To the proponents of slavery, free labor did not benefit anyone. Alluding to the paternalistic nature of slavery, Virginian Edmond Ruffin suggested northern employers held their workers &ldquounder a much more stringent and cruel bondage, and in conditions of far greater&hellipsuffering than our negro slaves.&rdquo Slaves, moreover, did not have to worry about securing food, clothing, or shelter, since their masters provided those commodities. James Henry Hammond, basing his justification for slavery on the so-called mudsill theory, further suggested the benefits of slavery for southern whites. All societies had, he noted, a &ldquomudsill class&rdquo or working class. In the South, slaves performed the menial and thankless tasks, leaving whites to pursue the fruits of civilization. In the North, the wage labor system meant whites performed the tasks of slaves and therefore had no real opportunity for advancement.
The Panic of 1857
The debate between the North and the South intensified after a financial panic hit the nation in 1857. American exports of grain increased between 1854 and 1856 because of the Crimean War in Europe. When the war ended, the market slumped. The war also pushed investors in Europe to sell off their American stocks and bonds. Both developments hurt the American economy. For much of the decade, economic growth caused a rise in western land prices, the overextension of the railroads, and risky loans by banks. When grain exports declined and European investment stopped, American banks began to fail. By the end of the year, hundreds of thousands of northern workers lost their jobs. Relief efforts helped the jobless to survive the winter and prevent a much-feared class war. By spring, the economy was on its way to recovery.
Southerners for the most part escaped the economic downturn. So, they boasted about the superiority of the plantation economy. Many even suggested cotton saved the North from financial ruin. Frustrated northerners blamed the South, with its constant demand for low tariffs, for the crisis. After the panic, a coalition of northern Republicans and Democrats pushed for an increase in the tariff, as well as land grant measures for farmers, the railroads, and colleges, to help prevent future economic problems. Southern obstruction of these efforts only made the sectional tensions worse. Southerners saw the measures as a way to promote a federallybacked antislavery agenda northerners, on the other hand, saw the slave power conspiracy at work.
Election of 1848 Slavery Becomes a National Issue - History
SUMMARY. The Civil War began on April 12, 1861, when South Carolina troops fired on the federal Fort Sumter in Charleston. That momentous event, however, was but one important milestone in the conflict over slavery in America. It is probably safe to say that the struggle began in 1619 when the first slaves were offloaded from a Spanish ship in the Jamestown, Virginia colony. The fate of those early slaves remains obscure, but we do know that within 50 years, permanent lifetime slavery for African-Americans brought to America was established. Protests against slavery began in the late 1600s when the Quaker church condemned slavery, yet the practice continued through the American Revolution. After 1776, as many of the states considered the meaning of Jefferson's words that “all men are created equal,” however, the elimination of slavery began in the North. Slavery was also prohibited in territories belonging to the new nation under the Northwest Ordinance of 1787.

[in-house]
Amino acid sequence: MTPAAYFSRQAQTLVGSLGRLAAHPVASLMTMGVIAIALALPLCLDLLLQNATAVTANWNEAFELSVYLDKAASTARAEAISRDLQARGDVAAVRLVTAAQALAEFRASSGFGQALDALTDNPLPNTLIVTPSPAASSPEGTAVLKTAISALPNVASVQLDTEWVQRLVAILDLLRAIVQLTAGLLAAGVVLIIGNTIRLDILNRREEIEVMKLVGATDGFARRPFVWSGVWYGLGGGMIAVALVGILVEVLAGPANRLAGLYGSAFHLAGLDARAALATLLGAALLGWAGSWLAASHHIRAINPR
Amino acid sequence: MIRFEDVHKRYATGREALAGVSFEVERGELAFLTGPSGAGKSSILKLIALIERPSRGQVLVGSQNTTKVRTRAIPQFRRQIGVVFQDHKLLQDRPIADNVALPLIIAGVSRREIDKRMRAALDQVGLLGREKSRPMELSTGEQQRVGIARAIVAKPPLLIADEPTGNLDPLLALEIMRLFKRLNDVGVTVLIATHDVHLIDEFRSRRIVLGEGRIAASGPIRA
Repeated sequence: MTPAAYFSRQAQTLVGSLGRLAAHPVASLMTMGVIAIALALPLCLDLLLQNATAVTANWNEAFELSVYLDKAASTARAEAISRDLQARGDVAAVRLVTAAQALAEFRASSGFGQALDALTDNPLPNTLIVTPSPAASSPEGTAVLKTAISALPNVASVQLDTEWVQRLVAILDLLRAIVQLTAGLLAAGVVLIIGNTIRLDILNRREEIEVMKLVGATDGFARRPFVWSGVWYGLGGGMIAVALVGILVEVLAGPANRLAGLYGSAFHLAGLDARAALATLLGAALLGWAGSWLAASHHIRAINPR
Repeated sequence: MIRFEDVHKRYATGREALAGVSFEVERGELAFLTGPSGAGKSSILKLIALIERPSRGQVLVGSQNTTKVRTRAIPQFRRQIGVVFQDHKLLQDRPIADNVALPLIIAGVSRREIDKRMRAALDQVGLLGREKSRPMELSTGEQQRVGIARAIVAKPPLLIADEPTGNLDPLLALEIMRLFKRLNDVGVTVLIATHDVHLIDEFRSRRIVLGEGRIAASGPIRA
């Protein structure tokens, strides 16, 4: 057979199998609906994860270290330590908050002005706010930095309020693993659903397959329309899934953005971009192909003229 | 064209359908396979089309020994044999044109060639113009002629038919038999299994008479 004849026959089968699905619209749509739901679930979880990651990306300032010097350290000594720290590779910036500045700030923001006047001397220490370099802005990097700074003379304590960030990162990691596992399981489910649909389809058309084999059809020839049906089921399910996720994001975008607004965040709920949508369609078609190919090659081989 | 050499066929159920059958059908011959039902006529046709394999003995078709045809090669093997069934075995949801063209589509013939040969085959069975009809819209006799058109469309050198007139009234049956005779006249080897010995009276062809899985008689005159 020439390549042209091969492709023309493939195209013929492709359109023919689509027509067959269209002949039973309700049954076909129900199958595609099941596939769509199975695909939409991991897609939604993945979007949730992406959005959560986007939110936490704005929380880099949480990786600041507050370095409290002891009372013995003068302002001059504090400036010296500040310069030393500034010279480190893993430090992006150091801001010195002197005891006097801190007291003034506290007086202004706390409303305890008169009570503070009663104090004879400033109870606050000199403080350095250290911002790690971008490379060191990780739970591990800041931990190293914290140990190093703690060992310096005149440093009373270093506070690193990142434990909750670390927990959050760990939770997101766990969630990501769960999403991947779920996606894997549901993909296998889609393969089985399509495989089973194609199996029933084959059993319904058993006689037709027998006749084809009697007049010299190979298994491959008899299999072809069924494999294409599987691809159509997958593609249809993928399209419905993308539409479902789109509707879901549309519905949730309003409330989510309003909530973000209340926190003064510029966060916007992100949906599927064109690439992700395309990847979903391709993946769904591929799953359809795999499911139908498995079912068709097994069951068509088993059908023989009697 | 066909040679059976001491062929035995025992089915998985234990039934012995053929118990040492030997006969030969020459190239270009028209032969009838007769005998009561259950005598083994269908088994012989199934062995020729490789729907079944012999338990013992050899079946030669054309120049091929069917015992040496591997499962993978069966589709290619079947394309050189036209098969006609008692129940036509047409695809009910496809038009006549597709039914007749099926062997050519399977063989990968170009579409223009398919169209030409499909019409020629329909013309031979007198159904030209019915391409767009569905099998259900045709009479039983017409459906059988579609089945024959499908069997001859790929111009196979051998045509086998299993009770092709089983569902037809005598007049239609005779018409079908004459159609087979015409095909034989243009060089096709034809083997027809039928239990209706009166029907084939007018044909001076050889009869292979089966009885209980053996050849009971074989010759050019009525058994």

After 1800 the cotton economy in the South gave new life to the institution of slavery as slave labor became ever more valuable. The Missouri Compromise of 1820 up held the balance between slave states and free states while prohibiting slavery north of the 36°30' parallel. That compromise limited debate at the national level for 30 years. By 1830, however, the growing abolitionist movement gave pause to defenders of slavery in the southern states, and they sought ways to inhibit the federal power to outlaw the practice. The nullification crisis of 1832, ostensibly over tariffs, had a hidden agenda, namely, the ability of states to nullify federal laws that might be applied to slavery. When the tariff effort failed, it became apparent that the next logical defensive measure would be secession.
While discussion of the slavery issue in the United States Congress was muted by various gag laws, the conflict simply would not disappear. The accession of Texas prompted more debate over slavery, and when the annexation of Texas triggered war with Mexico, the resulting addition of a huge new block of territory in the Southwest opened the issue yet again. In anticipation of attempts to block slavery in the new Territories, delegates of southern states met in Nashville in 1850 to discuss secession. Although moderate voices prevailed, the idea of secession was now a distinct possibility, openly discussed. When the California gold rush made that territory ready for admission as a state, Congress was required to formally address the issue of slavery, thus instituting one of the great debates in American history, debate over the Compromise of 1850.